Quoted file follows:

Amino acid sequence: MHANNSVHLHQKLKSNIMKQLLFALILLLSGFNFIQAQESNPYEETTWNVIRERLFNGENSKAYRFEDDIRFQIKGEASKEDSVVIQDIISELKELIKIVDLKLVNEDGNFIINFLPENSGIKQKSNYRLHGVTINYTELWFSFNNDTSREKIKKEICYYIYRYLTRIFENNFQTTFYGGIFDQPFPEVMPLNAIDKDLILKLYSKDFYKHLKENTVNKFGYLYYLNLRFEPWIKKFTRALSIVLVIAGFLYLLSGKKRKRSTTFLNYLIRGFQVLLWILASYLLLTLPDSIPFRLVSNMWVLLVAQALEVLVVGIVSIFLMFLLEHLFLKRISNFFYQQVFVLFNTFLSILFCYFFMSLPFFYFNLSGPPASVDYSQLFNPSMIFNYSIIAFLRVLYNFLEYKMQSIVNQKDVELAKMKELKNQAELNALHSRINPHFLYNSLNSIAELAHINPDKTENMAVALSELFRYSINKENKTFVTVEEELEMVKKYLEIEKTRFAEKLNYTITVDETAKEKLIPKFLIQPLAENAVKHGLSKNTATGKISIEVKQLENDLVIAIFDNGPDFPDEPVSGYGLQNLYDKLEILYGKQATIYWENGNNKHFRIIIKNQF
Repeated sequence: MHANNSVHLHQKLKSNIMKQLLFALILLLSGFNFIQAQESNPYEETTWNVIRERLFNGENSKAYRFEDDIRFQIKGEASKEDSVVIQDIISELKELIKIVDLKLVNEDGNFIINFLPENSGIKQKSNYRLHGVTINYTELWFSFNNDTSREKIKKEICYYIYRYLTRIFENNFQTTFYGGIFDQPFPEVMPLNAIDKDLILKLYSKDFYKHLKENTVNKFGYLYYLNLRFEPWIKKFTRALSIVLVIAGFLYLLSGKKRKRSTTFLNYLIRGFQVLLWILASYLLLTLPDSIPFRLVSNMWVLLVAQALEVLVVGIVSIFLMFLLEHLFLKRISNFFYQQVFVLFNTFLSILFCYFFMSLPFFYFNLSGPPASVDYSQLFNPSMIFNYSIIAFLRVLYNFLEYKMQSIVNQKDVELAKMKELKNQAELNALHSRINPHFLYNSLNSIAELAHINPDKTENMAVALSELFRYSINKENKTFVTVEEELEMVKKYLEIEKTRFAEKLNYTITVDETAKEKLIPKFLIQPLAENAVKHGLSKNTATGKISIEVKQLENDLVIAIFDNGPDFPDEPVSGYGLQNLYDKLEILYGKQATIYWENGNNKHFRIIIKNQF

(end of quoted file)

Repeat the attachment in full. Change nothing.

Amino acid sequence: MHANNSVHLHQKLKSNIMKQLLFALILLLSGFNFIQAQESNPYEETTWNVIRERLFNGENSKAYRFEDDIRFQIKGEASKEDSVVIQDIISELKELIKIVDLKLVNEDGNFIINFLPENSGIKQKSNYRLHGVTINYTELWFSFNNDTSREKIKKEICYYIYRYLTRIFENNFQTTFYGGIFDQPFPEVMPLNAIDKDLILKLYSKDFYKHLKENTVNKFGYLYYLNLRFEPWIKKFTRALSIVLVIAGFLYLLSGKKRKRSTTFLNYLIRGFQVLLWILASYLLLTLPDSIPFRLVSNMWVLLVAQALEVLVVGIVSIFLMFLLEHLFLKRISNFFYQQVFVLFNTFLSILFCYFFMSLPFFYFNLSGPPASVDYSQLFNPSMIFNYSIIAFLRVLYNFLEYKMQSIVNQKDVELAKMKELKNQAELNALHSRINPHFLYNSLNSIAELAHINPDKTENMAVALSELFRYSINKENKTFVTVEEELEMVKKYLEIEKTRFAEKLNYTITVDETAKEKLIPKFLIQPLAENAVKHGLSKNTATGKISIEVKQLENDLVIAIFDNGPDFPDEPVSGYGLQNLYDKLEILYGKQATIYWENGNNKHFRIIIKNQF
Repeated sequence: MHANNSVHLHQKLKSNIMKQLLFALILLLSGFNFIQAQESNPYEETTWNVIRERLFNGENSKAYRFEDDIRFQIKGEASKEDSVVIQDIISELKELIKIVDLKLVNEDGNFIINFLPENSGIKQKSNYRLHGVTINYTELWFSFNNDTSREKIKKEICYYIYRYLTRIFENNFQTTFYGGIFDQPFPEVMPLNAIDKDLILKLYSKDFYKHLKENTVNKFGYLYYLNLRFEPWIKKFTRALSIVLVIAGFLYLLSGKKRKRSTTFLNYLIRGFQVLLWILASYLLLTLPDSIPFRLVSNMWVLLVAQALEVLVVGIVSIFLMFLLEHLFLKRISNFFYQQVFVLFNTFLSILFCYFFMSLPFFYFNLSGPPASVDYSQLFNPSMIFNYSIIAFLRVLYNFLEYKMQSIVNQKDVELAKMKELKNQAELNALHSRINPHFLYNSLNSIAELAHINPDKTENMAVALSELFRYSINKENKTFVTVEEELEMVKKYLEIEKTRFAEKLNYTITVDETAKEKLIPKFLIQPLAENAVKHGLSKNTATGKISIEVKQLENDLVIAIFDNGPDFPDEPVSGYGLQNLYDKLEILYGKQATIYWENGNNKHFRIIIKNQF